by Billy Carpenter
I should probably preface this by letting you know that my thoughts are my thoughts…they don’t necessarily reflect anyone else on the 4CR staff. I sometimes get the feeling that people think everyone here at 4CRwrestling.com & 4 Corners Radio share the same thoughts and ideals about everything in the world of wrestling, but that is definitely not the case. That is certainly not a negative either-contrarily, it’s the best part of what we do and our very essence as a group. We don’t agree on everything and we definitely don’t get angry at one another for having opposing views on any subject. That said, my stance on this topic will most assuredly not be a popular one—in fact, I’m sure I’ll receive a negative response or two. If you want to comment, fine, but I implore you to read the whole way through. But with that out of the way, I’d like to focus on why I’m writing this today…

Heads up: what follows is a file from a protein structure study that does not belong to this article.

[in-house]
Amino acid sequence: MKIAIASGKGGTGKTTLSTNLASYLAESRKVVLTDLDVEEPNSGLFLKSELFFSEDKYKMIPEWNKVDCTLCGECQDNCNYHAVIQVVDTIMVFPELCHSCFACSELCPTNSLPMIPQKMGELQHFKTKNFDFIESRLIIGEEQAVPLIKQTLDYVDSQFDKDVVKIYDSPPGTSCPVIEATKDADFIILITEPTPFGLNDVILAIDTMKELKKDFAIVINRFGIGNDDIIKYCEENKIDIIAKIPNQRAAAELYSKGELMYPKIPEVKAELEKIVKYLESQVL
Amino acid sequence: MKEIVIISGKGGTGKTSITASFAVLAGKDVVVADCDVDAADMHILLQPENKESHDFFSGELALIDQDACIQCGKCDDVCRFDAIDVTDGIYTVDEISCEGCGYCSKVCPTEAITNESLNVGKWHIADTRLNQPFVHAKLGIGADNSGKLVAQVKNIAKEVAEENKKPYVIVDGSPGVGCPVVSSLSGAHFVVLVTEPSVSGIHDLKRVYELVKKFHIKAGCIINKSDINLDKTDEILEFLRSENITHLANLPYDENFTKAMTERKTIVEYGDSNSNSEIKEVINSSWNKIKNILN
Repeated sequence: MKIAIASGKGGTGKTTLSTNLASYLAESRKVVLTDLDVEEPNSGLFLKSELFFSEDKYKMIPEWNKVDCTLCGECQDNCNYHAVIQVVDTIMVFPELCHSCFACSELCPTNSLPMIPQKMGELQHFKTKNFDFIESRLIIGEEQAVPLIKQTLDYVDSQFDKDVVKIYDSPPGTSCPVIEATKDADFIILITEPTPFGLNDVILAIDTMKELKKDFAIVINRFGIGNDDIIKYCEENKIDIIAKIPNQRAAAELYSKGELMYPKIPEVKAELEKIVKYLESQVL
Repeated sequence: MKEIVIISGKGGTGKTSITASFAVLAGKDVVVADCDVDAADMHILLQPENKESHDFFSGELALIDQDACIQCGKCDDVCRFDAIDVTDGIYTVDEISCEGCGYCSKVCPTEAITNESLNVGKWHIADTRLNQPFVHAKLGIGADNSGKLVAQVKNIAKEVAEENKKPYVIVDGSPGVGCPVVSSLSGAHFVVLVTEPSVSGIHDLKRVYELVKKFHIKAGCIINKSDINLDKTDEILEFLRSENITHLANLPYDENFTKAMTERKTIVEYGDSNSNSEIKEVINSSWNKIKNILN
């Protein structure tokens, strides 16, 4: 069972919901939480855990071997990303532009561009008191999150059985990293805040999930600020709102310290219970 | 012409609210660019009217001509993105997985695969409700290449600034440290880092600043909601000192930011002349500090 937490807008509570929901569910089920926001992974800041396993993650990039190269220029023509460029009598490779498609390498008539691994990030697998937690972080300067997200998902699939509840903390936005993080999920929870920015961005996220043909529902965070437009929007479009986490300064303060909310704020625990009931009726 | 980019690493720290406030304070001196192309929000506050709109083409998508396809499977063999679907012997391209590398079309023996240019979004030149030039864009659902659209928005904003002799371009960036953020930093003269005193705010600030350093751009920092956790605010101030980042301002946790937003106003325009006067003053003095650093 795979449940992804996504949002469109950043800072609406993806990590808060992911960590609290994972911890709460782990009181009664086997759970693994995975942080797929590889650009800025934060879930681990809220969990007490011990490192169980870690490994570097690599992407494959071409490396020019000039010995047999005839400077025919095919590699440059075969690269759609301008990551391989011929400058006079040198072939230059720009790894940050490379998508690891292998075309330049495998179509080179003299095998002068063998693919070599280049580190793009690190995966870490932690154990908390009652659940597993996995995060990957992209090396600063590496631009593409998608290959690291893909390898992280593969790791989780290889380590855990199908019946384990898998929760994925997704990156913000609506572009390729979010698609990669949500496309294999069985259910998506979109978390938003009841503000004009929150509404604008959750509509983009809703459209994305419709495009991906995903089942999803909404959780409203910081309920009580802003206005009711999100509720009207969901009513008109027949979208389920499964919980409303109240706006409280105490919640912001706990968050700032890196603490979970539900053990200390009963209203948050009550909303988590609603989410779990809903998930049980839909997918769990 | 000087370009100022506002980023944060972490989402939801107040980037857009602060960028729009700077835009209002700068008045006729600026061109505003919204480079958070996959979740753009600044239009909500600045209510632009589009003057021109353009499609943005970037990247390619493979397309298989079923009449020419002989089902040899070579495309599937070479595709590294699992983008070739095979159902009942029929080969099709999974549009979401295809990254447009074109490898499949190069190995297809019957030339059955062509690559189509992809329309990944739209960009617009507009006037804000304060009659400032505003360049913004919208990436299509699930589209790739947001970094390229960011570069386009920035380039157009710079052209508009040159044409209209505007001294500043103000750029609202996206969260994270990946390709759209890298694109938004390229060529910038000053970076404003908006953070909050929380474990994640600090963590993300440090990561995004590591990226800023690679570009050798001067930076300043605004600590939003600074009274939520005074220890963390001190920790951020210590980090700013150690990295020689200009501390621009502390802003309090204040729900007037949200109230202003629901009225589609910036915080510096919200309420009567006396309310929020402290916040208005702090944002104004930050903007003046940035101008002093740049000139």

July 2013. WWE is riding a creative high that they really haven’t had in years. New faces have been introduced and pushed, tag teams are a “thing” again—hell, even the Divas division was receiving a shot of adrenaline thanks to a 5’2” dynamo named AJ Lee. But one man in particular has emerged as the one who could be the next major star for WWE, and his rise to overwhelmingly popularity was due to the fans’ support of him. Daniel Bryan, who I proclaimed as being the “most organically over wrestler since ‘Stone Cold’ Steve Austin” found himself preparing for a shot at the ‘golden boy’, John Cena, and his WWE title on the second biggest show of the year in SummerSlam. The weeks leading up to the PPV saw the intensity in Daniel Bryan’s support increase—arenas around the country were deafening in their chants of “YES!”, all in unison. Considering his opposition at SummerSlam, many were rightfully hesitant to believe that WWE would actually do right by their fanbase and actually have Bryan win the title. But then…it happened! Not only did Daniel Bryan defeat John Cena, but he did it clean—no shenanigans, no controversy, no doubt. Randy Orton came down to cash in his MITB briefcase as I had predicted and, thanks to special guest ref Triple H, walked out of SummerSlam as the WWE champ. Some were furious when this happened, but I was happy with that outcome. So many good things came about from this—Bryan became a “made man” with a clean win over the biggest star in the company, Randy Orton returned to his heel roots (which he’s MUCH better suited for), we had a new WWE title program that didn’t involve Cena and we kicked off a new storyline that had the potential to encompass every show and both brands with the later anointed “Authority”.